One suspects that the writers of Dexter were given explicit orders to dial back the emotional complexity of last season’s major narrative arc, which found Dexter (Michael C. Hall) in a relationship with multiple-rape victim Lumen Pierce (Julia Stiles), a development that continued the titular serial killer’s ongoing journey toward personal fulfillment, and bring the show back to a more light-hearted kill-of-the-week mode. This season, Dexter is emotionally saddled only with his infant son, leaving him with more time to track down Miami’s criminal element and dispatch them in grisly fashion, a move that, while not unenjoyable, feels shallow and formulaic.
At its worst, Dexter is an entertaining pastiche of police procedural, psychodrama, and black comedy. At its best, it frequently calls out America’s fascination with violence by holding a carnivalesque mirror up to its audience, allowing us not only root for the show’s serial-killer/hero, but to root for him to find happiness amid the carnage. Dexter’s life is a perverted American dream, a representation that skirts the line between satire and sincerity. The writers, knowing this, have cannily crafted the show to be less realistic and more mythic: a dark fairy tale about a monster with a heart of gold trying to make it in America.
The show’s greatest strength, besides Michael C. Hall’s pitch-perfect rendering of a Miami Homicide blood-spatter expert and covert serial killer, is the way in which the writers have allowed Dexter to grow throughout its first five seasons. When the series first premiered, Dexter was only able to feel any emotional fulfillment by hunting and killing other murderers. He had a tentative but affectionate relationship with his sister, Deb (Jennifer Carpenter), and a burgeoning relationship with Rita, a damaged single mother with two children. But throughout the last five seasons, Dexter has explored his own twisted family history, the concepts of love and parenthood, sexual fulfillment, grief, and true friendship, while never giving up what he calls his “dark passenger,” the compulsive need to spill the blood of others.
Season six picks up a year after the prior one’s finale. Without a wife or a girlfriend, Dexter is flying relatively solo, leaving him free to pursue his victims. There’s a nice comic bit in the season premiere where he goes to his high school reunion for the sole purpose of tracking down a suspected murder, only to find out that his high-profile job, new physique, and dead wife have made him suddenly popular in the eyes of his ex-classmates. As always, there’s a season-spanning nemesis looming on the horizon. In this case, it’s both Edward James Olmos and Colin Hanks, as, respectively, a mentor and protégée embarking on a series of murders that seem to be based on bibilical prophesies. Olmos is creepily blank, but Hanks chews the scenery, conveying in every gesture and syllable the lunacy he perceives to grip serial killers. One of the show’s trademarks is that each season has pitted Dexter against a formidable opponent, played with the finesse of an actor that meets, if not bests, Hall’s own talents. Hanks, so far, doesn’t seem up to the task.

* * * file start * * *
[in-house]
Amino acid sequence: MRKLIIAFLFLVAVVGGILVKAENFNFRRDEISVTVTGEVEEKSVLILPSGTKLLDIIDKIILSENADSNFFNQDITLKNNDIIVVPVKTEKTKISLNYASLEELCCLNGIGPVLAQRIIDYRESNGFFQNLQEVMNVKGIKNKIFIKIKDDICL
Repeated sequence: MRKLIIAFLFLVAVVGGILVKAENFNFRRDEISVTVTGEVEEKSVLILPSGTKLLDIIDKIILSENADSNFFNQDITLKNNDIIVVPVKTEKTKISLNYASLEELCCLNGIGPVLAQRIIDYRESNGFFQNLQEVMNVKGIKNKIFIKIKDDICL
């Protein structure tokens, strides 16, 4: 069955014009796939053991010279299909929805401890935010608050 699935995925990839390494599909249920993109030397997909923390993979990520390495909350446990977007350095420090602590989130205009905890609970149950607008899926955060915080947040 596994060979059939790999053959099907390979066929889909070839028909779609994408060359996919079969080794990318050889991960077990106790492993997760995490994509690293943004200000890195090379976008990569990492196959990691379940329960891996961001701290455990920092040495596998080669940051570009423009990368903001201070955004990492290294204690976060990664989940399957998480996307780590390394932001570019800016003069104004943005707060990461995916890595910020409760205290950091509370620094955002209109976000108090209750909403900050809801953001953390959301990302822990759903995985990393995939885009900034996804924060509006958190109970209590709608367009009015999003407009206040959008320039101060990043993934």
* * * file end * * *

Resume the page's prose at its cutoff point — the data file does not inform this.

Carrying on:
Each season of Dexter has started slow before building momentum, and this season is no exception. Hall continues to impress with his sly comic skills and unreadable face, while Carpenter continues to enrich a character whose emotions—contrary to Dexter’s—are completely transparent. At its most basic, Dexter always provides its audience with the cathartic thrill of vigilante violence: Its villains don’t wind up in interrogation rooms or courtrooms, but in kill rooms, wrapped in plastic, with Dexter looming over them with a knife. And maybe this season’s apparent theme of spiritual enlightenment (promos for the show reveal Dexter with blood spatter behind him in the pattern of angel wings) will allow the writers to continue to explore the show’s central question: Is Dexter a force for good or evil?